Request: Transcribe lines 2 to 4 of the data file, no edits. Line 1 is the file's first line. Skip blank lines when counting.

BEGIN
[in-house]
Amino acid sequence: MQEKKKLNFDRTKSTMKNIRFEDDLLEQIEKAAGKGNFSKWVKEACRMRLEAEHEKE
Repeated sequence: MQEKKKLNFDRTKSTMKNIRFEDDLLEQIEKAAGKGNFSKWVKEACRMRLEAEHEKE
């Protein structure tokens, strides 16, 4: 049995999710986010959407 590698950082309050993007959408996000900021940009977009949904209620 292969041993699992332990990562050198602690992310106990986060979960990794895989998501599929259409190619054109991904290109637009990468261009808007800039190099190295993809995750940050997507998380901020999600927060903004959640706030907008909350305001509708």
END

Amino acid sequence: MQEKKKLNFDRTKSTMKNIRFEDDLLEQIEKAAGKGNFSKWVKEACRMRLEAEHEKE
Repeated sequence: MQEKKKLNFDRTKSTMKNIRFEDDLLEQIEKAAGKGNFSKWVKEACRMRLEAEHEKE
């Protein structure tokens, strides 16, 4: 049995999710986010959407 590698950082309050993007959408996000900021940009977009949904209620 292969041993699992332990990562050198602690992310106990986060979960990794895989998501599929259409190619054109991904290109637009990468261009808007800039190099190295993809995750940050997507998380901020999600927060903004959640706030907008909350305001509708």